panic attack or anxiety attack?

I’ve received loads of messages from people saying they think they’ve had a panic attack! This may be true or there is a possibility it isn’t. Hence, it’s important to understand what a panic attack is as well as its symptoms.

There is actually a big difference between anxiety attacks and panic attacks.

Personally, I think the best way to understand how they differ is probably to explain what they both are separately and see the differences between them. It is important to remember that panic and anxiety attacks are different for everyone as people can experience different symptoms!

Let’s start with panic attacks:

Usually when you have a panic attack the symptoms come suddenly and are quite intense, without having much of a build up.

Panic attacks only last up to about 20 minutes but symptoms commonly reach their peak after around 10 minutes then start to fade away.

The DSM definition of a panic attack:

An abrupt surge of intense fear or intense discomfort that reaches a peak within minutes.


  • Palpitations,
  • pounding heart/fast heart rate,
  • Sweating,
  • Trembling/shaking,
  • Shortness of breath,
  • A feeling of choking,
  • Chest pain,
  • Nausea,
  • Feeling dizzy,
  • Lightheaded,
  • Feelings of unreality or being detached from oneself (depersonalization),
  • Fear of losing control or going crazy,
  • Fear of dying,
  • Numbness or tingling sensations.

You tend to find people who have panic attacks are convinced they’re having a heart attack.

So then what are anxiety attacks?

An anxiety attack usually has a build up where you are feeling anxious and on edge for a length of time before an attack starts, the symptoms tend to get more intense over a period of time until they reach their peak.

Symptoms are similar to panic attack but not as intense however can last longer.


    Muscle tension,
    Shortness of breath.

The difference between them is mainly to do with symptoms severity and how long symptoms last.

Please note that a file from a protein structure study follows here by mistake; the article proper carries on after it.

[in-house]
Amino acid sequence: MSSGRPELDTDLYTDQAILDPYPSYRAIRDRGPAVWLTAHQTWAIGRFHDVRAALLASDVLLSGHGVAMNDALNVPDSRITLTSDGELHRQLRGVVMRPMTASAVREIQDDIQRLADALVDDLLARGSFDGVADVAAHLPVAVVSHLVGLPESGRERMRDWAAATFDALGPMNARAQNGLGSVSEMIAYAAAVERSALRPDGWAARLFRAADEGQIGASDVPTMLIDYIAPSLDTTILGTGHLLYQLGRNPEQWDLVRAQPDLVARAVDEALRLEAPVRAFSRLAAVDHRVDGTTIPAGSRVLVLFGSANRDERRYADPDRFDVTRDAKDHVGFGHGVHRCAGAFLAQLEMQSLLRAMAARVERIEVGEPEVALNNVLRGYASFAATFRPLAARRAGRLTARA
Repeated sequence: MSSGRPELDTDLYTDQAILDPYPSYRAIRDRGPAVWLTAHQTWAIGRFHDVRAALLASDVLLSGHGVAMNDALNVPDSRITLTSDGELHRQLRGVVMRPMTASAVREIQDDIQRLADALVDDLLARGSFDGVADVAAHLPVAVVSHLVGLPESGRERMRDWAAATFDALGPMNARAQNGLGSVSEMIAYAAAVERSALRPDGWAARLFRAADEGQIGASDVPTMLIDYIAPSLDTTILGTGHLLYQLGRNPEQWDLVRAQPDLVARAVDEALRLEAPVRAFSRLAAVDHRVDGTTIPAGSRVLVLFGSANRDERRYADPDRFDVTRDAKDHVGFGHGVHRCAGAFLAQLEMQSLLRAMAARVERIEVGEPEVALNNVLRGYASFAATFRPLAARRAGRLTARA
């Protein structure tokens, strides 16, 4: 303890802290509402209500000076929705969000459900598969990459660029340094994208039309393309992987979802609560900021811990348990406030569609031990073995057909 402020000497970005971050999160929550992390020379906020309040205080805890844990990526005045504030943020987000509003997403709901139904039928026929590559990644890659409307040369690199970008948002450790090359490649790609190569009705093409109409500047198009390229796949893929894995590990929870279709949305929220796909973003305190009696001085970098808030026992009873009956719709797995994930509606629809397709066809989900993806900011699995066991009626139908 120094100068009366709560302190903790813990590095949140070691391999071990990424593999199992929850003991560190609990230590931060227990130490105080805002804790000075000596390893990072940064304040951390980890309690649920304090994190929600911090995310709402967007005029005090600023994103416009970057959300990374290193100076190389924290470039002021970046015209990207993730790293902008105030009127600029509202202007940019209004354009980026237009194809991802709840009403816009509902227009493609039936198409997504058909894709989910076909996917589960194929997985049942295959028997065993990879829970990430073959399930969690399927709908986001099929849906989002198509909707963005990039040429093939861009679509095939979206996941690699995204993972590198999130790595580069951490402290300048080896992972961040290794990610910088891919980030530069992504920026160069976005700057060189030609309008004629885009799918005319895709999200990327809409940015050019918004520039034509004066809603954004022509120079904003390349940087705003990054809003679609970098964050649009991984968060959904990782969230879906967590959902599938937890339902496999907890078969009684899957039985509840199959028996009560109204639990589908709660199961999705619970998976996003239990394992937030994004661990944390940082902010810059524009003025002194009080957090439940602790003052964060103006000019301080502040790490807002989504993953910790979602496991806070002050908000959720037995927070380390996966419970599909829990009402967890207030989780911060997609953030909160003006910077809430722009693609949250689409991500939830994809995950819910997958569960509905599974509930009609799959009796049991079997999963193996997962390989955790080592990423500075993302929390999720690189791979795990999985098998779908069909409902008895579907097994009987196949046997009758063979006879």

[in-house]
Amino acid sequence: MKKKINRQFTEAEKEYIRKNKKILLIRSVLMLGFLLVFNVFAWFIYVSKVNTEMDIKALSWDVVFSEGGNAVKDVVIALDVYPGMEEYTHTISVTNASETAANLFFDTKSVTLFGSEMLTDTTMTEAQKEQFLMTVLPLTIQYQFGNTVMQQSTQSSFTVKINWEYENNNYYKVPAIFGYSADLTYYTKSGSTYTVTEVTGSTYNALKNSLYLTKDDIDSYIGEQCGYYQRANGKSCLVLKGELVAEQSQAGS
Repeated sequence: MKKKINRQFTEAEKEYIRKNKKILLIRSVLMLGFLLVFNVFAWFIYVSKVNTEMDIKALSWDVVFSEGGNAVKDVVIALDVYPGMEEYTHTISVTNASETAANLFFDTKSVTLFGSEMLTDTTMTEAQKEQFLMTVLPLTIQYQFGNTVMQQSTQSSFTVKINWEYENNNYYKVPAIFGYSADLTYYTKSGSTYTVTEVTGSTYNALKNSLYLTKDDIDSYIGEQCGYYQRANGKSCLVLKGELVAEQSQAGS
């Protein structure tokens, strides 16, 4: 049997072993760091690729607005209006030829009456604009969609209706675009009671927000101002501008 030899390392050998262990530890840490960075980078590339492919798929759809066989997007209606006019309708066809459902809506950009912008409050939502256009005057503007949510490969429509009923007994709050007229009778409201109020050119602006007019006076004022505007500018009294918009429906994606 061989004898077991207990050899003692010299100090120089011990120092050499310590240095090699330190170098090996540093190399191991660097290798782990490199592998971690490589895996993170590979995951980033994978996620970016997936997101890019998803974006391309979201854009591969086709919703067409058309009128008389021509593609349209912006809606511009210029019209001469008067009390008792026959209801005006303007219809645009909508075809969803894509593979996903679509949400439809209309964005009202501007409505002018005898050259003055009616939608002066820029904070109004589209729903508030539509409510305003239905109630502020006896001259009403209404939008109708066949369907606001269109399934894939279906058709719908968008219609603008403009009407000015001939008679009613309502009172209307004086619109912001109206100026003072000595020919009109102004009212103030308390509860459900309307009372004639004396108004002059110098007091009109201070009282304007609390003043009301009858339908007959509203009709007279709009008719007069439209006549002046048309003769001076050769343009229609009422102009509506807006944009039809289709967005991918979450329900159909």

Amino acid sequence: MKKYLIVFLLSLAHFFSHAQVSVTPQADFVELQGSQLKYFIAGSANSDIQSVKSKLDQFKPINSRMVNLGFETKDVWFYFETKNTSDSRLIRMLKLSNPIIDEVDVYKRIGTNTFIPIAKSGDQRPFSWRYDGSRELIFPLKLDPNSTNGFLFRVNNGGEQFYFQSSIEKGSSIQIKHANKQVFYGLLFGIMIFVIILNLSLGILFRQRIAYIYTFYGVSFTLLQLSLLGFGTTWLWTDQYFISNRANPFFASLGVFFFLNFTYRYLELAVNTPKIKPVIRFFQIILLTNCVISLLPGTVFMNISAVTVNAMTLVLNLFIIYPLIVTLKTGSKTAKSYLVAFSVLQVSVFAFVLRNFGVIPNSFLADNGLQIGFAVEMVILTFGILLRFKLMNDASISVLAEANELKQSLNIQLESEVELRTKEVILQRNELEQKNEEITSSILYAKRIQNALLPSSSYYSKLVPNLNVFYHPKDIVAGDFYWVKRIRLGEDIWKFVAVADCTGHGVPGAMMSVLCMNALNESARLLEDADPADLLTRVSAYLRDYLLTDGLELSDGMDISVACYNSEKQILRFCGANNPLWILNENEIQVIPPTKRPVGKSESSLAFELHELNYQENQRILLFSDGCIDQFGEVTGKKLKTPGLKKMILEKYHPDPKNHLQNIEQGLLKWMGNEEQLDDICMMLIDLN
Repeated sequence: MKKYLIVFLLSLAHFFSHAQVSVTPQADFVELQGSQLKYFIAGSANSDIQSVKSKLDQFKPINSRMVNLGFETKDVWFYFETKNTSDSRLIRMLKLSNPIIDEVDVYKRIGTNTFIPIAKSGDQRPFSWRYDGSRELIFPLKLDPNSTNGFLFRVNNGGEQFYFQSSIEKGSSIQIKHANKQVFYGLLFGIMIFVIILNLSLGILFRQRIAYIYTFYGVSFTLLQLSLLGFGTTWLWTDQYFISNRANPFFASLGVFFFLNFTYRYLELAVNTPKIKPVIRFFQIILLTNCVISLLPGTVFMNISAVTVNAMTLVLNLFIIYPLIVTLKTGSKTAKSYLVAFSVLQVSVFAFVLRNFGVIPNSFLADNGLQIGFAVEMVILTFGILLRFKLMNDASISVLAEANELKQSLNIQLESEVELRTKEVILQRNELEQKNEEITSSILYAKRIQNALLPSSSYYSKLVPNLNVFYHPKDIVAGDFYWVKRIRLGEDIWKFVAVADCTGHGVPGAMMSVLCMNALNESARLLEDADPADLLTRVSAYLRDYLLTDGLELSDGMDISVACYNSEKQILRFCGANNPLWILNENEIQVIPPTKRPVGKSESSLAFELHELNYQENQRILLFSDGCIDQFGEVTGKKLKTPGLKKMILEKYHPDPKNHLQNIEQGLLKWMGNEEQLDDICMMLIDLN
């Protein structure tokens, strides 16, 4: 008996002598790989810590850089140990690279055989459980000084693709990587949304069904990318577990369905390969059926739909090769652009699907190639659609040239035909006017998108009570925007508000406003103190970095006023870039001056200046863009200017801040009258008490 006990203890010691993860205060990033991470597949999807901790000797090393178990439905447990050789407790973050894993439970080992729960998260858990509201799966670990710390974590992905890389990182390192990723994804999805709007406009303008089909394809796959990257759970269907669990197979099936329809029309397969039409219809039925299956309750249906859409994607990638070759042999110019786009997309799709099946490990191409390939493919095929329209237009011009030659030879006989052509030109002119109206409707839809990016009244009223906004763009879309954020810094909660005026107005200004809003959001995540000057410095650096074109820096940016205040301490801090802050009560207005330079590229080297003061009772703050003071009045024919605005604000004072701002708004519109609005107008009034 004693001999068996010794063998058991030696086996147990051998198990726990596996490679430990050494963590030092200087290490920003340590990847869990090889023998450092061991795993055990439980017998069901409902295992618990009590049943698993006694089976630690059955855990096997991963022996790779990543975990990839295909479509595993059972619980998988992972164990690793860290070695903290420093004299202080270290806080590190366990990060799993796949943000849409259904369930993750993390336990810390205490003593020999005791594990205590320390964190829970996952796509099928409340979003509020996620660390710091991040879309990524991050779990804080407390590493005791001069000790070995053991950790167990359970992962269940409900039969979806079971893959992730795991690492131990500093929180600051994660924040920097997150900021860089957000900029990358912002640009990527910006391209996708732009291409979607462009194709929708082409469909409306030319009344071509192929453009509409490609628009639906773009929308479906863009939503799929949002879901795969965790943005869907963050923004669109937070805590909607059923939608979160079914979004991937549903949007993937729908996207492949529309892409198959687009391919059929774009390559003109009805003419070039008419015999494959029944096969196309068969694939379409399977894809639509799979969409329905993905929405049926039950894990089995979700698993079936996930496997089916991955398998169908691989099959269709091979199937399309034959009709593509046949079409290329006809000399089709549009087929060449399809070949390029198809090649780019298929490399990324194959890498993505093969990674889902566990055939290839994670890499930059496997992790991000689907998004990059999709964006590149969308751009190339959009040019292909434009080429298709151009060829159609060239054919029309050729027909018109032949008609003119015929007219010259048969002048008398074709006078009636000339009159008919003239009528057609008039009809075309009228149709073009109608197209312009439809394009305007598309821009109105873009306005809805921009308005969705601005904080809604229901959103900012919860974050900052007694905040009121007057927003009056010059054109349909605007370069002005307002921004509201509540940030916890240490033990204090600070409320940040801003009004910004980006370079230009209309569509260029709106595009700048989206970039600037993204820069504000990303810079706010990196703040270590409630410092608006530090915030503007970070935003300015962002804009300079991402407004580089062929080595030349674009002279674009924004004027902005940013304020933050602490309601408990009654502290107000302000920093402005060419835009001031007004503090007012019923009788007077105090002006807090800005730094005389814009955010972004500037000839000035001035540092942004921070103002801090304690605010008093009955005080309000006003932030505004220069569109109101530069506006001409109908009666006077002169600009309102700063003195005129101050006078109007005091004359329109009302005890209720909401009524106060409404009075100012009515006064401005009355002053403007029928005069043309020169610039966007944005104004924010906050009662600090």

A panic attack comes suddenly and instantly, lasts for 20 minutes and symptoms usually start to fade away.

On the other hand anxiety attacks have a build up to them and are physically less intense than a panic attack.

Another important difference is panic attacks come from panic disorder but anxiety attacks are not from anxiety disorder, meaning one is caused by a mental illness whereas the other isn’t.

Anxiety attacks are usually caused by a stressor this is where you have something causing you stress for example work stress or financial problems etc. You may be constantly working to the point where it could be considered as an anxiety attack as your symptoms may be persistent and last for days, weeks and even months. The symptoms of anxiety attacks usually fade away as the stressor does.

In contrast panic attacks are unpredictable and occur for seemingly no reason as there is sometimes no identifiable stressor.

To summarise:

During an anxiety attack, people may feel fearful, apprehensive, may feel their heart racing or feel short of breath, but it’s very short lived, and when the stressor goes away, so does the anxiety attack.

Panic attacks on the other hand doesn’t come in reaction to a stressor. It’s unpredictable. With panic attacks people usually feel a sense of immediate threat. This causes them to respond by crying for help or trying to escape.

Panic attacks don’t appear to happen in reaction to a stressor or trigger, and often feel like they come out of nowhere. These attacks can also happen back to back and tend to be more intense than what someone might experience in an anxiety attack.

The severity of symptoms in panic attacks tends to be greater than those of anxiety attacks. Because they come on suddenly, panic attacks can be incredibly debilitating or embarrassing.

This is why many people with panic disorder find that they are limited in their ability to live their life because they are worried about when the next panic attack will strike.

It can be very easy to mix the two together as they have many similarities, but I hope you now understand the differences :).

Thanks for reading!



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